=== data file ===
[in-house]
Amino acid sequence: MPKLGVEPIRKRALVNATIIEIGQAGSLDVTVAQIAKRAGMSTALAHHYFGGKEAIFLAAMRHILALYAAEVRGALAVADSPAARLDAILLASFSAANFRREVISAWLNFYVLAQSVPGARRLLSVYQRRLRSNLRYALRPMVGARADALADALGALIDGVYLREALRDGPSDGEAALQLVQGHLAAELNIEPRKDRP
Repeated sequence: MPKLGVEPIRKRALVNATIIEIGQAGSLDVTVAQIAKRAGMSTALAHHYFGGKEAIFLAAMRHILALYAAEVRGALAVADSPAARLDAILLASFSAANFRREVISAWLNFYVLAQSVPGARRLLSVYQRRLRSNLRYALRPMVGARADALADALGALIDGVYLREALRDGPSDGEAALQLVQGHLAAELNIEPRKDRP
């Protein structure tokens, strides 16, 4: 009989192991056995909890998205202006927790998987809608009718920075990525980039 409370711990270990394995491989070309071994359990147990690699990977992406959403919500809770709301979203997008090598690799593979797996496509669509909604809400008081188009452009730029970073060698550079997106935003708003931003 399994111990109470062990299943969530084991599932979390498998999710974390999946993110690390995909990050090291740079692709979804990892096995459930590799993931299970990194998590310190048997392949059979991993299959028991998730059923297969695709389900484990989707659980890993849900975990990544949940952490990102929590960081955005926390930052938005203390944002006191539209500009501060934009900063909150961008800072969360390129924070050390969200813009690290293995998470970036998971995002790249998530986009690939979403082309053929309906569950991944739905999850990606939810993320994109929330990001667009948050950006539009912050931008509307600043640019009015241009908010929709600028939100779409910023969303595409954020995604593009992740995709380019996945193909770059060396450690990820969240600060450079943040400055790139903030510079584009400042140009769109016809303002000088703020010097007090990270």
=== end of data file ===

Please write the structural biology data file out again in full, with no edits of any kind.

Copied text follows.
[in-house]
Amino acid sequence: MPKLGVEPIRKRALVNATIIEIGQAGSLDVTVAQIAKRAGMSTALAHHYFGGKEAIFLAAMRHILALYAAEVRGALAVADSPAARLDAILLASFSAANFRREVISAWLNFYVLAQSVPGARRLLSVYQRRLRSNLRYALRPMVGARADALADALGALIDGVYLREALRDGPSDGEAALQLVQGHLAAELNIEPRKDRP
Repeated sequence: MPKLGVEPIRKRALVNATIIEIGQAGSLDVTVAQIAKRAGMSTALAHHYFGGKEAIFLAAMRHILALYAAEVRGALAVADSPAARLDAILLASFSAANFRREVISAWLNFYVLAQSVPGARRLLSVYQRRLRSNLRYALRPMVGARADALADALGALIDGVYLREALRDGPSDGEAALQLVQGHLAAELNIEPRKDRP
């Protein structure tokens, strides 16, 4: 009989192991056995909890998205202006927790998987809608009718920075990525980039 409370711990270990394995491989070309071994359990147990690699990977992406959403919500809770709301979203997008090598690799593979797996496509669509909604809400008081188009452009730029970073060698550079997106935003708003931003 399994111990109470062990299943969530084991599932979390498998999710974390999946993110690390995909990050090291740079692709979804990892096995459930590799993931299970990194998590310190048997392949059979991993299959028991998730059923297969695709389900484990989707659980890993849900975990990544949940952490990102929590960081955005926390930052938005203390944002006191539209500009501060934009900063909150961008800072969360390129924070050390969200813009690290293995998470970036998971995002790249998530986009690939979403082309053929309906569950991944739905999850990606939810993320994109929330990001667009948050950006539009912050931008509307600043640019009015241009908010929709600028939100779409910023969303595409954020995604593009992740995709380019996945193909770059060396450690990820969240600060450079943040400055790139903030510079584009400042140009769109016809303002000088703020010097007090990270």